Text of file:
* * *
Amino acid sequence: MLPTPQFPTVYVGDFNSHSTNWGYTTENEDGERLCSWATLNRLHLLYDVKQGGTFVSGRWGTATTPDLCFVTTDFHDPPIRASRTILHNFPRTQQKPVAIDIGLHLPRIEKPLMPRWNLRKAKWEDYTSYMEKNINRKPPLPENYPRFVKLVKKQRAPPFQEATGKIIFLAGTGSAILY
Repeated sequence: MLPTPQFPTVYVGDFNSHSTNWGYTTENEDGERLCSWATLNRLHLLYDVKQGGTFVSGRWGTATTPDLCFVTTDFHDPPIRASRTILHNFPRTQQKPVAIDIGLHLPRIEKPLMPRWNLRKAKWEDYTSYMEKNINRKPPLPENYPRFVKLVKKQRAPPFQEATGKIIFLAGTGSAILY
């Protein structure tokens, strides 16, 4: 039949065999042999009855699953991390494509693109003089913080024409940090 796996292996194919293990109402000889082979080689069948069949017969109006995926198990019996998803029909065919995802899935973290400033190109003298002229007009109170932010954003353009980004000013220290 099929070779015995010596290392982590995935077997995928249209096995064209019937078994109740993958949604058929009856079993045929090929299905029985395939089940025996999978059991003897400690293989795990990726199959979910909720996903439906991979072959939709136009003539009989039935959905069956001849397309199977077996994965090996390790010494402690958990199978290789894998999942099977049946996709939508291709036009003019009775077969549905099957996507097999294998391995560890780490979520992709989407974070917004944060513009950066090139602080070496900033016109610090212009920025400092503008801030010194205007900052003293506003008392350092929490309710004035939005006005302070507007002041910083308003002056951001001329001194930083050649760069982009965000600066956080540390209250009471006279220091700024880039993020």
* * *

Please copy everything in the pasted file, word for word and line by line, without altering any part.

Amino acid sequence: MLPTPQFPTVYVGDFNSHSTNWGYTTENEDGERLCSWATLNRLHLLYDVKQGGTFVSGRWGTATTPDLCFVTTDFHDPPIRASRTILHNFPRTQQKPVAIDIGLHLPRIEKPLMPRWNLRKAKWEDYTSYMEKNINRKPPLPENYPRFVKLVKKQRAPPFQEATGKIIFLAGTGSAILY
Repeated sequence: MLPTPQFPTVYVGDFNSHSTNWGYTTENEDGERLCSWATLNRLHLLYDVKQGGTFVSGRWGTATTPDLCFVTTDFHDPPIRASRTILHNFPRTQQKPVAIDIGLHLPRIEKPLMPRWNLRKAKWEDYTSYMEKNINRKPPLPENYPRFVKLVKKQRAPPFQEATGKIIFLAGTGSAILY
């Protein structure tokens, strides 16, 4: 039949065999042999009855699953991390494509693109003089913080024409940090 796996292996194919293990109402000889082979080689069948069949017969109006995926198990019996998803029909065919995802899935973290400033190109003298002229007009109170932010954003353009980004000013220290 099929070779015995010596290392982590995935077997995928249209096995064209019937078994109740993958949604058929009856079993045929090929299905029985395939089940025996999978059991003897400690293989795990990726199959979910909720996903439906991979072959939709136009003539009989039935959905069956001849397309199977077996994965090996390790010494402690958990199978290789894998999942099977049946996709939508291709036009003019009775077969549905099957996507097999294998391995560890780490979520992709989407974070917004944060513009950066090139602080070496900033016109610090212009920025400092503008801030010194205007900052003293506003008392350092929490309710004035939005006005302070507007002041910083308003002056951001001329001194930083050649760069982009965000600066956080540390209250009471006279220091700024880039993020």